Wade Wilson’s passing this past Friday was a shock to Lion Nation to say the least. We have had personal dedications to him over the past couple of days courtesy of Russell McLean, who had a personal relationship with him. However, I have been prompted by something I heard this morning to tell the world about what a tremendous player Wade was, and how his road to stardom and Football glory was not a smooth road and what all he had accomplished is truly something one could hang their hat on. I was listening this morning in traffic to the RJ Choppy show on 105.3 The Fan and one of the co-hosts talked about how he just realized this past weekend about how good of a QB Wilson was. He said “I always had this idea he had been a career back-up, turns out, he was one of the best in the league for a while.”
He was also one of the best in whatever league he was in. Whether it was Class AA, The Lone Star Conference, the NFC, or the NFL.
Early Years & High School-
Wilson was originally born in Greenville, but moved to Commerce and grew up there. At a young age, he was already showing tremendous promise. At 8, he competed in the Punt, Pass, and Kick competition at the Cotton Bowl in Dallas and then did so again in 1971 at the newly opened Texas Stadium. The Son of a Coach, he knew he wanted to play Football and had the God-given tools to be successful at it.
His High School Career almost never got off the ground. In a 2016 interview with the Commerce Journal and Ryan Scott, he recalled;
Wilson’s love of football led him to join the team upon entering high school in Commerce, but an incident during his sophomore year almost ended his career before it began.
“I quit the football team,” Wilson said. “I was not seeing eye to eye with the way some of the coaches were doing their thing, so I made a huge decision. I cried my eyes out afterward.”
That changed quickly. Wilson rejoined the team and became the starting quarterback and punter, standing out at both. There is a story that legendary Dallas Cowboys quarterback Don Meredith was in attendance during Wilson’s Senior year when Commerce played Mount Vernon, Meredith’s hometown. Meredith saw the young gunslinger from Commerce and was impressed by his abilities and agreed that he had a future in the sport. He led Commerce High School to their best season up that point in their history. In 1976, he led CHS To A 10-1 season and a district championship capped off his time as a Commerce Tiger.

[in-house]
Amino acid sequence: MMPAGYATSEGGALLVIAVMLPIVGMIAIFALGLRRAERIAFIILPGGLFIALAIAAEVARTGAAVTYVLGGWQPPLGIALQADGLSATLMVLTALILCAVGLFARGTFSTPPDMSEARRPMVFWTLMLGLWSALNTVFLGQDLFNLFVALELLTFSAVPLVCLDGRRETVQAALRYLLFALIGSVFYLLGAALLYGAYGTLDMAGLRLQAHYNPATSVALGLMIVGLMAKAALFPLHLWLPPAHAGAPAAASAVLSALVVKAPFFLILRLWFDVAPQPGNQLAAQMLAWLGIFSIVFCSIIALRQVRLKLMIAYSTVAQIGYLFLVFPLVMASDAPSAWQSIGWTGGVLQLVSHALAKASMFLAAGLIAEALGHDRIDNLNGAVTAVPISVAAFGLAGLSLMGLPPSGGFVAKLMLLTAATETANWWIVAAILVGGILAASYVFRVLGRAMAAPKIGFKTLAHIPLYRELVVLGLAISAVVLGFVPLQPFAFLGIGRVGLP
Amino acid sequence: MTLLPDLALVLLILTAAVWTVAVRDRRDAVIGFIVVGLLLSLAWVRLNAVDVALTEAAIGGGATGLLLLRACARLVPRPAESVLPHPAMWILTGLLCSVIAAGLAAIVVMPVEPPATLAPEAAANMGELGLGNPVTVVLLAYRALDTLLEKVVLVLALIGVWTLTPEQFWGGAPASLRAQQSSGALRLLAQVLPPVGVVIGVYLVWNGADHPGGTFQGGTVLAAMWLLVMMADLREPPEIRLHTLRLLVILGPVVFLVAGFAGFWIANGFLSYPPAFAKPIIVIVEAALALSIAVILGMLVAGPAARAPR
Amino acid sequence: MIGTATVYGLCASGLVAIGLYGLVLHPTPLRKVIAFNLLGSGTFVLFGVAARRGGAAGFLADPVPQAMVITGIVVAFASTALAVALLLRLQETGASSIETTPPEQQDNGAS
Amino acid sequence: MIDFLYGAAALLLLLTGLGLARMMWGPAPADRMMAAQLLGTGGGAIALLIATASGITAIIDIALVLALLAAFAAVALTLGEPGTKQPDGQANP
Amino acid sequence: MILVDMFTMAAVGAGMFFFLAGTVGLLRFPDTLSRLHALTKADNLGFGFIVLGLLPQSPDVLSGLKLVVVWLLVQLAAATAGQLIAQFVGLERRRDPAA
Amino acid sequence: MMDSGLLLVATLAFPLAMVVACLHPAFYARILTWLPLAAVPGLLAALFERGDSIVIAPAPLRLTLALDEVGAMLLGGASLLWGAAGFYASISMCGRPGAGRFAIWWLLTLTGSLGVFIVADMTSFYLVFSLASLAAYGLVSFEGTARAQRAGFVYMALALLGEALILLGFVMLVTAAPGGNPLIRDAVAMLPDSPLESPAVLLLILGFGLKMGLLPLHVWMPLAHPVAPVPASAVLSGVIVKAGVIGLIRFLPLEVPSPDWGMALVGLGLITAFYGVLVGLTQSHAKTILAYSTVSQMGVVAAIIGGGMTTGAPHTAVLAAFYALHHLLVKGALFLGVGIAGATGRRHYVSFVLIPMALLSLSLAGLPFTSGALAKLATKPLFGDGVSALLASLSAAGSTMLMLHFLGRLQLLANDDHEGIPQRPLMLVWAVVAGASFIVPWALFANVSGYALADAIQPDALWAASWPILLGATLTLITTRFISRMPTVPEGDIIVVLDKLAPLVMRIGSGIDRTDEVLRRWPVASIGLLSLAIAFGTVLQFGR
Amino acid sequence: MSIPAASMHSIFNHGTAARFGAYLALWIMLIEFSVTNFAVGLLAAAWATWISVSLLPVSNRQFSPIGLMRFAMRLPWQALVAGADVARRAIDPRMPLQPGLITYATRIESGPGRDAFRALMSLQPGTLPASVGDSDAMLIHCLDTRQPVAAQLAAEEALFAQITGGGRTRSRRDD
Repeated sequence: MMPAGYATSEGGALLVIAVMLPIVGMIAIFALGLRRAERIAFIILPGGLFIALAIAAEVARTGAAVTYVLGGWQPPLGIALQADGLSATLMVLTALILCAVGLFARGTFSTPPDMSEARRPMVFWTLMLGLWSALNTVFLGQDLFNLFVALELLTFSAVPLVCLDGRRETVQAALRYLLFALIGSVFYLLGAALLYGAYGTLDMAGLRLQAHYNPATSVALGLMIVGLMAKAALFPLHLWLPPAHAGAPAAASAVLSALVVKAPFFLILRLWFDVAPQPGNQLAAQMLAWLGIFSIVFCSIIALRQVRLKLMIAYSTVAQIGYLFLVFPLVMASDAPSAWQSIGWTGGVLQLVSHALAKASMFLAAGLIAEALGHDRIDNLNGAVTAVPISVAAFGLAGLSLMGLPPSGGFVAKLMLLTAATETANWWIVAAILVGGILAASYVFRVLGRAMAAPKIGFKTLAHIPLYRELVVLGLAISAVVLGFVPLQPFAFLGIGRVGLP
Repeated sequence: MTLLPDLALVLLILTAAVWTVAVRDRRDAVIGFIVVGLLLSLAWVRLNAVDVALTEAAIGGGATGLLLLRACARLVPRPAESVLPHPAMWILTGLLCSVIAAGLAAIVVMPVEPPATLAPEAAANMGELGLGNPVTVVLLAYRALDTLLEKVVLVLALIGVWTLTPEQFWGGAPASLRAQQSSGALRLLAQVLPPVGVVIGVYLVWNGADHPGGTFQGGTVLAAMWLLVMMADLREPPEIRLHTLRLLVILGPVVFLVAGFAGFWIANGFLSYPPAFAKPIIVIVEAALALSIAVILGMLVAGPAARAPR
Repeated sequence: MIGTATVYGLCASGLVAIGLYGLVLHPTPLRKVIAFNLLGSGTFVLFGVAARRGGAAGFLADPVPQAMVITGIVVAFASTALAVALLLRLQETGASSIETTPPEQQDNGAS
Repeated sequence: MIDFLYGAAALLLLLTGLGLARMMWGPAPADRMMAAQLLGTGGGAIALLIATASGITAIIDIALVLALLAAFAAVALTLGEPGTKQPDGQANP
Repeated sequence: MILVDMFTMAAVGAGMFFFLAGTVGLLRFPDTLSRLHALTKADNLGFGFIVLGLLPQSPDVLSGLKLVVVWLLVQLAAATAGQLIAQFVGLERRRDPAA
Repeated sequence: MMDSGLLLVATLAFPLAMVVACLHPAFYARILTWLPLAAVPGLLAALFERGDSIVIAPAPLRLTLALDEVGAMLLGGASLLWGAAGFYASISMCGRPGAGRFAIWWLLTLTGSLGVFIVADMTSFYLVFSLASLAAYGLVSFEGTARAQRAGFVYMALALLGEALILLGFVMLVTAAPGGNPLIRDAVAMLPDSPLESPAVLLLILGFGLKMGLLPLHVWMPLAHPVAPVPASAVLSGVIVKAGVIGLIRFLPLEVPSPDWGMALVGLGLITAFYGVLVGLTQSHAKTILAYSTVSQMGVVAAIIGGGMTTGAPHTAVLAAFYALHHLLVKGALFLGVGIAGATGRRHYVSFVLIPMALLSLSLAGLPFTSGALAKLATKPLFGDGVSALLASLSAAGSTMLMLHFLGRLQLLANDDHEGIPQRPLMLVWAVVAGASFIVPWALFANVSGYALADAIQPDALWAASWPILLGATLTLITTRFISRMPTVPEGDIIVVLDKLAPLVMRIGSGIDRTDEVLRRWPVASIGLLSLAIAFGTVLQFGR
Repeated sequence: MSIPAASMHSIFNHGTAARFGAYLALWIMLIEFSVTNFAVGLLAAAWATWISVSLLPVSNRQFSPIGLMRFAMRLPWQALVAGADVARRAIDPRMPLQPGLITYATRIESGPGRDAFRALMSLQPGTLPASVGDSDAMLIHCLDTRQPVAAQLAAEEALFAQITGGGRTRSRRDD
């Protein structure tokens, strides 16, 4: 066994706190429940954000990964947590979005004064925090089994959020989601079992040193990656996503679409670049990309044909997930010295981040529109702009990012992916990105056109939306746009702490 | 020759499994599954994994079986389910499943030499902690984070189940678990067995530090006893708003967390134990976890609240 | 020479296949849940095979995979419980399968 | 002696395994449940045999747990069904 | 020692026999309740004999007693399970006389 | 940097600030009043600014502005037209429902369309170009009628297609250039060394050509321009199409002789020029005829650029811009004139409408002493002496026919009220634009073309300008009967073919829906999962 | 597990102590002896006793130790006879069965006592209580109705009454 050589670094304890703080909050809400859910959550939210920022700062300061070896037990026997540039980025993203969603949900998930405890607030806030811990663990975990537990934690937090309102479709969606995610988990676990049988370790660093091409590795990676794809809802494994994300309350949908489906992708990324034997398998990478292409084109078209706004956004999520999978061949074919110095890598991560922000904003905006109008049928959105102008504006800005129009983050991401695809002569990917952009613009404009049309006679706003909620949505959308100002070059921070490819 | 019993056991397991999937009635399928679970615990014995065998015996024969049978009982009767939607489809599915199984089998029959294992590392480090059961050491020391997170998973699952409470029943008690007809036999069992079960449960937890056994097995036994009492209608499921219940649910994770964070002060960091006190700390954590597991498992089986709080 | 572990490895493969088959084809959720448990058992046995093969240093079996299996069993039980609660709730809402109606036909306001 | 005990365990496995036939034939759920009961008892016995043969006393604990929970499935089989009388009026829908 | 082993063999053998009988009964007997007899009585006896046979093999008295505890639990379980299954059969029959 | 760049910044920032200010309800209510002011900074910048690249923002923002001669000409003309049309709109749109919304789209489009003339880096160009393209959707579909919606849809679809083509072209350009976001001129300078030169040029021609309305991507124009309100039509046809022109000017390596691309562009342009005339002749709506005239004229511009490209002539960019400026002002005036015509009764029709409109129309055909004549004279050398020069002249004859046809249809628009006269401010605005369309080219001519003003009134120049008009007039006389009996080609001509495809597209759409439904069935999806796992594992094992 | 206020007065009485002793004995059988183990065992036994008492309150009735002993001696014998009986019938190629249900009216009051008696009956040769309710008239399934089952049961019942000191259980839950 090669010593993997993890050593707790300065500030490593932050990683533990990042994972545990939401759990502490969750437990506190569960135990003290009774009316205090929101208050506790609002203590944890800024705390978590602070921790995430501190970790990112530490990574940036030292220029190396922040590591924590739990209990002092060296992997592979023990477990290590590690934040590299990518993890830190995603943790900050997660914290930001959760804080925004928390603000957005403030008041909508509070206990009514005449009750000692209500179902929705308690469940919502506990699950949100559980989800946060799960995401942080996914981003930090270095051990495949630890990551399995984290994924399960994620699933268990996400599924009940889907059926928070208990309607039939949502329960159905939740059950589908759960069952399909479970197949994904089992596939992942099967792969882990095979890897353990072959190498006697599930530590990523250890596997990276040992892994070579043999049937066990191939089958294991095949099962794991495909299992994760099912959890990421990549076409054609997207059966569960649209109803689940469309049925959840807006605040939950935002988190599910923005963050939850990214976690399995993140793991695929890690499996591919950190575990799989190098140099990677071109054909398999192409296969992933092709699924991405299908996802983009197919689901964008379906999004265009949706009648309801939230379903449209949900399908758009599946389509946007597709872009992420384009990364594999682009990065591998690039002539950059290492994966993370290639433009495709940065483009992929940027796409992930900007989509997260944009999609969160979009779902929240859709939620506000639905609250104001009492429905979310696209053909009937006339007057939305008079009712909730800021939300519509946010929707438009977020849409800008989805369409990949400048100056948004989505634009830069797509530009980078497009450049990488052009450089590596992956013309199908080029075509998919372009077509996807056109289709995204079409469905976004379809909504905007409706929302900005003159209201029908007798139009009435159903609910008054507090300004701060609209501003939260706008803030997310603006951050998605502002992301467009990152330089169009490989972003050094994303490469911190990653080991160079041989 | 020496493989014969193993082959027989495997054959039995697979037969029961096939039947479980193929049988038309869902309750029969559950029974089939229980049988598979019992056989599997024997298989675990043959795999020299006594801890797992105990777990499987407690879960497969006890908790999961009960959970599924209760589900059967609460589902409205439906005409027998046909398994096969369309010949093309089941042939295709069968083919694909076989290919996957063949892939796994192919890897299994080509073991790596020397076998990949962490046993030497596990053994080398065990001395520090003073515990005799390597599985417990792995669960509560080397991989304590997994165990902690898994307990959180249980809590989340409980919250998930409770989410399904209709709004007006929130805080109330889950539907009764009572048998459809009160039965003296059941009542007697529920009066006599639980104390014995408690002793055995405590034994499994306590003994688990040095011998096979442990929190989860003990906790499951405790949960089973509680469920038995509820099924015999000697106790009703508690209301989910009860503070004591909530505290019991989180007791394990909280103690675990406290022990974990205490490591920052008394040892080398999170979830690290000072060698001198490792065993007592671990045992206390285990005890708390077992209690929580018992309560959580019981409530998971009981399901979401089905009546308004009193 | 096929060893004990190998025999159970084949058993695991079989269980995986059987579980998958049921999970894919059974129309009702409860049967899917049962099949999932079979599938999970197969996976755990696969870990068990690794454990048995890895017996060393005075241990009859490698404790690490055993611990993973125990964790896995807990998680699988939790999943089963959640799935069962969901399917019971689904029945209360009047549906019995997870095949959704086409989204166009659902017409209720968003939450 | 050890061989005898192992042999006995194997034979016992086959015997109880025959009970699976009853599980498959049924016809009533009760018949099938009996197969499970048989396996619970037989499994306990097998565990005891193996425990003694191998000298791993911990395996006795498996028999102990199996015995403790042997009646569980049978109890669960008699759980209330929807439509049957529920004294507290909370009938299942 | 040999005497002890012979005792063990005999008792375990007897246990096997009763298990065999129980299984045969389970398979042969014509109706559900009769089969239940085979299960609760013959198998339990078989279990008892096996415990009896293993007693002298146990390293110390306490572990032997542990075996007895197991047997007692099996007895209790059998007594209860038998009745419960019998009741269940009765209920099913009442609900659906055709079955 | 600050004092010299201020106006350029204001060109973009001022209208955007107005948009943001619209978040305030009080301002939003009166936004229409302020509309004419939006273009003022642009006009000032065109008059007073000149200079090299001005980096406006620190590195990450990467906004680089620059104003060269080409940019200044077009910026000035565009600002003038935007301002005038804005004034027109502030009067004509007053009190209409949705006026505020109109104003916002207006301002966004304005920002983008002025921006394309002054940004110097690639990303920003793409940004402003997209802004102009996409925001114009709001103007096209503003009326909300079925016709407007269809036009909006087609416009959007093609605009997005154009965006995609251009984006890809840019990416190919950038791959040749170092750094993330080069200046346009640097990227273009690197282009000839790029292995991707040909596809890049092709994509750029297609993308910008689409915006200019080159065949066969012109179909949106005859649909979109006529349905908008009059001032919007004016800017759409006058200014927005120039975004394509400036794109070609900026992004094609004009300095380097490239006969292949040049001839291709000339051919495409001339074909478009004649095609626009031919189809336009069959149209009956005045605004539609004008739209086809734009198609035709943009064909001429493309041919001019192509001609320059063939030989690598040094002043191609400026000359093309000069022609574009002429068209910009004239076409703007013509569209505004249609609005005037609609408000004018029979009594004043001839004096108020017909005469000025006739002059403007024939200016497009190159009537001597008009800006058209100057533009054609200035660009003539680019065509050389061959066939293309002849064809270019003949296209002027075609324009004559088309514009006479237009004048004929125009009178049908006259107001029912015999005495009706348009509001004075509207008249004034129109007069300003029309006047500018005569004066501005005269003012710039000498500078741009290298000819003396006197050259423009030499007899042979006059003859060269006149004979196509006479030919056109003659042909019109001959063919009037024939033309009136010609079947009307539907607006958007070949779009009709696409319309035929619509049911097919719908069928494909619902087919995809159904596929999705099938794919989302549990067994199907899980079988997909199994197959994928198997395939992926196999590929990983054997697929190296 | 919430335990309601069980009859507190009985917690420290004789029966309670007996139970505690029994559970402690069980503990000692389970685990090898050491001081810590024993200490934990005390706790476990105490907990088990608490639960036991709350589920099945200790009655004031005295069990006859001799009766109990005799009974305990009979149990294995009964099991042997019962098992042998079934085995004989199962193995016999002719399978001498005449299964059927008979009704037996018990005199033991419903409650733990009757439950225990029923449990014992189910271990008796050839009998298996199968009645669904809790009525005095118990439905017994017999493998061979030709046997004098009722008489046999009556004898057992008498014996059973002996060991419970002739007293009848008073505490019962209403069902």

Wilson had caught the eye of one coach, Ernest Hawkins. Hawkins knew a good QB when he saw one, and could find the small town guys with big time potential. Wilson signed on to stay in Commerce and be a Lion of East Texas State. As a Freshman, he would be playing behind an All-American candidate in Terry Skinner, would be an NAIA All-American that year. He did serve as full time punter as a Freshman during the 1977 season. He also got to play a part in one of the biggest wins in school history, a 7-6 win over Texas A&I, riding a 46 game winning streak.
In 1978, Wilson took over as the starting QB and took his lumps. The Lions had a losing record for the first time in a decade, but it was not a total slump. He defeated Texas A&I and the Lions finished 5-6 overall. Wilson only tossed for 770 yards on 69 of 168 attempts.
1979 was a year in which Wilson got the Lions back into contention a 5-2 LSC record and a second place finish in the conference. He threw for 1,826 yards and and 10 touchdowns. Once again, Wilson and the Lions knocked off Texas A&I 3-0 in a year that the Hoggies would win the National Title. Wilson was named First Team All-Lone Star Conference and Honorable Mention NAIA All-American.
1980 was a year that the Lions made a run at the National Title. They returned to the NAIA National playoffs for the first time in 8 years. He threw for 1,978 yards and 19 touchdowns and got the Lions into the National Semifinals game. Heading into the game, Wilson had firmly established himself as the best QB in the NAIA in the entire country. Though the Lions fell short of winning another National Title, he guided them to an 8-3-1 record with some huge wins in that year. He was first team All-LSC and First Team NAIA All-American.
Drafted in the 8th round, Wilson was taken by the Minnesota Vikings. He was with them for 7 seasons before he became the starter full time and then in 1987, he outdueled the great Joe Montana and the San Francisco in the NFC Divisional round, and guided them to the NFC title game. He was an All-Pro in 1988 and led the entire NFL in completion percentage. He spent time with the Atlanta Falcons and the New Orleans Saints, where he was a starter for Jim Mora’s Saints during the 1993 season. He then landed back in North Texas when he became Troy Aikman’s backup for the Dallas Cowboys, winning a Super Bowl in that role in Super Bowl XXX. He then joined the Oakland Raiders, where he retired as a player in 1999, at the age of 40.
He rejoined the Cowboys as Quarterbacks Coach under Dave Campo from 2000-02, then went to Chicago in that same capacity with Chicago from 2004-2006, taking a raw Rex Grossman and turning him into a Super Bowl Caliber Quarterback. He returned to Dallas in 2007, serving as QB Coach until 2017.
So, let’s recap Wade Wilson’s outstanding Football life.
High School-District Champion and District MVP
College-3 Year starter, two time First Team All Conference, Conference MVP, 2 Time NAIA All-American, defeated Texas A&I 2 of his 3 years as a starter, and took the Lions of ET to the National Semifinals in 1980.
Pro-All Pro, Multi year starter for Multiple teams, Super Bowl Champion, and one of the best Quarterback Coaches in the League.
A Football life accomplished, and a life well lived.
Rest in Peace, # 12 of Old ET. We will see you again when that Roll is Called up Yonder.